Contraceptive Methods and the Impact of Menstruation on Daily Functioning in Women With Sickle Cell Disease

Melissa E. Day, BS; Sarah-Jo Stimpson, MD; Mark Rodeghier, PhD; Djamila Ghafuri, MBBS; Michael Callaghan, MD; Ahmar Urooj Zaidi, MD; Bryan Hannan, MS; Adetola Kassim, MD, MS; Andra H. James, MD, MPH; Michael R. DeBaun, MD, MPH; Deva Sharma, MD, MS

Disclosures

South Med J. 2019;112(3):174-179. 

In This Article

Results

Response Rate

A total of 107 women were approached for the study at Vanderbilt University Medical Center and Wayne State University Medical Center. One person was excluded because of menopause and another declined to participate before informed consent was obtained. Two participants did not complete the surveys after informed consent was obtained. The final response rate, defined as the number of participants who completed surveys of those approached, was 96% (103/107). A total of 93/103 (90.3%) were recruited from Vanderbilt University Medical Center. All of the patients who were approached at Wayne State University consented to participate in the study (10/10).

Participant Characteristics

We surveyed 103 women—76 adults and 27 adolescents (Table 2). The median (interquartile range) age was 24 (16) years. The majority of the participants had the HbSS phenotype (66.0%, 68/103), and smaller proportions of women had HbSC or other phenotypes. Approximately half of the participants were receiving hydroxyurea therapy (49.5%, 51/103), and approximately one-third were receiving regular blood transfusion therapy (31.1%, 32/103).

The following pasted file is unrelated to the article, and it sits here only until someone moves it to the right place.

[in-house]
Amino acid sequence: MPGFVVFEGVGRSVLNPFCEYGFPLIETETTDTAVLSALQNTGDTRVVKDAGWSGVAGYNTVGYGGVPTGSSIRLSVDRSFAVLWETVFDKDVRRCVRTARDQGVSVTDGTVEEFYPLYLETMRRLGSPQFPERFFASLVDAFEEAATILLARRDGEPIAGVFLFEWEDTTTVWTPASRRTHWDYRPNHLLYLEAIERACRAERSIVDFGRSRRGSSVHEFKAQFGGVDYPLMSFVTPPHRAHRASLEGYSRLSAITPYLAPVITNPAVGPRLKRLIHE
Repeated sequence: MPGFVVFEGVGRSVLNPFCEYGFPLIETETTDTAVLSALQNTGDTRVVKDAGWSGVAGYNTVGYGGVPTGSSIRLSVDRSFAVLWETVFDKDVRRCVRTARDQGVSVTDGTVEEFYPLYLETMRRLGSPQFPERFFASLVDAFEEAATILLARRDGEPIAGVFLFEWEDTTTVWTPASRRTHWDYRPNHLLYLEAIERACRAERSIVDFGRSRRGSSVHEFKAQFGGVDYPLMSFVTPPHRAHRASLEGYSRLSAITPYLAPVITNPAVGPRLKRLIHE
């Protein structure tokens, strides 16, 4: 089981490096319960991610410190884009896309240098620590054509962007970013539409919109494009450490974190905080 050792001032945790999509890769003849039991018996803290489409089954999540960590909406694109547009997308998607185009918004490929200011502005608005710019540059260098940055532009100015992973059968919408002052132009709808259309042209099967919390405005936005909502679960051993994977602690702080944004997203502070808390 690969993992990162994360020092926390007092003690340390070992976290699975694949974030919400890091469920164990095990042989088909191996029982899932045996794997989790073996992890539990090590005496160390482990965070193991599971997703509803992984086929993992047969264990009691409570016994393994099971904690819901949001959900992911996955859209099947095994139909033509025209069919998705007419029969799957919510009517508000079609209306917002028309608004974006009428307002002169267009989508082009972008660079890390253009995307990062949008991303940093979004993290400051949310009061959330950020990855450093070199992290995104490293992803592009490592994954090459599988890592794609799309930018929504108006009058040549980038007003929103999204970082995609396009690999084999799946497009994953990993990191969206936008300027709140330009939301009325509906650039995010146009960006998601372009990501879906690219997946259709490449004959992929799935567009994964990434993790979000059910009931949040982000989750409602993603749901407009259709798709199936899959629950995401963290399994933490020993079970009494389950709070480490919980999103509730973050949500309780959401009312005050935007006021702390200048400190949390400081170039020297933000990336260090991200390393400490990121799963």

Approximately 12.7% (13/102) experienced an average duration of menstruation of >7 days (Table 2). Approximately half (48.0%, 49/103) experienced menstruation for 5 to 7 days. Most women used three to four menstrual products per day of menstruation, with a smaller proportion requiring more than four products per day (Table 2). HbSS phenotype was not associated with the duration of menstruation (P = 0.12).

A total of 63.1% (65/103) met the criteria for dysmenorrhea (95% confidence interval [CI] 0.54–0.73). Specifically, 59.2% (61/103) of the entire cohort met criteria for primary dysmenorrhea, whereas 3.9% (4/103) met the criteria for secondary dysmenorrhea, based on an underlying diagnosis of endometriosis (n = 2) or fibroids (n = 2). Sickle cell phenotype was not associated with dysmenorrhea (P = 0.79).

Approximately half (49/102) of the surveyed women reported that they were sexually active. A little more than half (51.5%, 53/103) were using at least one form of contraception (Table 2), and 65.3% (32/49) who were sexually active reported using some form of contraception. Approximately 67.9% (36/53) who reported using contraception identified as using a hormone-based form. The frequencies of the usage of contraceptive methods are detailed in Figure 1. The use of hormonal contraception was not associated with duration of menses (P = 0.62), dysmenorrhea (P = 0.58), number of days with acute vaso-occlusive pain during menstruation (P = 0.49), number of nights with sleep disturbance (P = 0.37), or number of days with difficulties taking care of self (P = 0.13). The use of progesterone intrauterine devices (n = 11) was not associated with prolonged menstrual bleeding (P = 1.00).